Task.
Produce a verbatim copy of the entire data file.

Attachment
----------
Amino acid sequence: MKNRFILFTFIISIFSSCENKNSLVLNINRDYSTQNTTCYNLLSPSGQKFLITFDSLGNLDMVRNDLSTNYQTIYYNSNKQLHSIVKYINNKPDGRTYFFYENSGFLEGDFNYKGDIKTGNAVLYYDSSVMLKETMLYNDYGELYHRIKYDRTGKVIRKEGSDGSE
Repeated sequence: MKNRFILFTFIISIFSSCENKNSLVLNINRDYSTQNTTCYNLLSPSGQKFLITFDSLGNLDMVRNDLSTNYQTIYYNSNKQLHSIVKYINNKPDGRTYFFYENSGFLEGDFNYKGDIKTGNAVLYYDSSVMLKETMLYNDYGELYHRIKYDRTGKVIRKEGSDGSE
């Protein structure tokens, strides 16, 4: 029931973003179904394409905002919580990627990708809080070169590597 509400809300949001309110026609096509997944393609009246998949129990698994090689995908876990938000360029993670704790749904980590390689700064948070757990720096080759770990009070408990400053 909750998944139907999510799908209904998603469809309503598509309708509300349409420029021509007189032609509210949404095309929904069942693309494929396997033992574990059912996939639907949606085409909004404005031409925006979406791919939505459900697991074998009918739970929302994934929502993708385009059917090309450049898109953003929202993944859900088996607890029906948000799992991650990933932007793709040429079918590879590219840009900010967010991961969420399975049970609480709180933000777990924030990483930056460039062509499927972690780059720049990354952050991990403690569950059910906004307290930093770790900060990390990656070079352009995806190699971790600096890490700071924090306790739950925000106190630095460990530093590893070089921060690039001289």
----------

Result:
Amino acid sequence: MKNRFILFTFIISIFSSCENKNSLVLNINRDYSTQNTTCYNLLSPSGQKFLITFDSLGNLDMVRNDLSTNYQTIYYNSNKQLHSIVKYINNKPDGRTYFFYENSGFLEGDFNYKGDIKTGNAVLYYDSSVMLKETMLYNDYGELYHRIKYDRTGKVIRKEGSDGSE
Repeated sequence: MKNRFILFTFIISIFSSCENKNSLVLNINRDYSTQNTTCYNLLSPSGQKFLITFDSLGNLDMVRNDLSTNYQTIYYNSNKQLHSIVKYINNKPDGRTYFFYENSGFLEGDFNYKGDIKTGNAVLYYDSSVMLKETMLYNDYGELYHRIKYDRTGKVIRKEGSDGSE
């Protein structure tokens, strides 16, 4: 029931973003179904394409905002919580990627990708809080070169590597 509400809300949001309110026609096509997944393609009246998949129990698994090689995908876990938000360029993670704790749904980590390689700064948070757990720096080759770990009070408990400053 909750998944139907999510799908209904998603469809309503598509309708509300349409420029021509007189032609509210949404095309929904069942693309494929396997033992574990059912996939639907949606085409909004404005031409925006979406791919939505459900697991074998009918739970929302994934929502993708385009059917090309450049898109953003929202993944859900088996607890029906948000799992991650990933932007793709040429079918590879590219840009900010967010991961969420399975049970609480709180933000777990924030990483930056460039062509499927972690780059720049990354952050991990403690569950059910906004307290930093770790900060990390990656070079352009995806190699971790600096890490700071924090306790739950925000106190630095460990530093590893070089921060690039001289």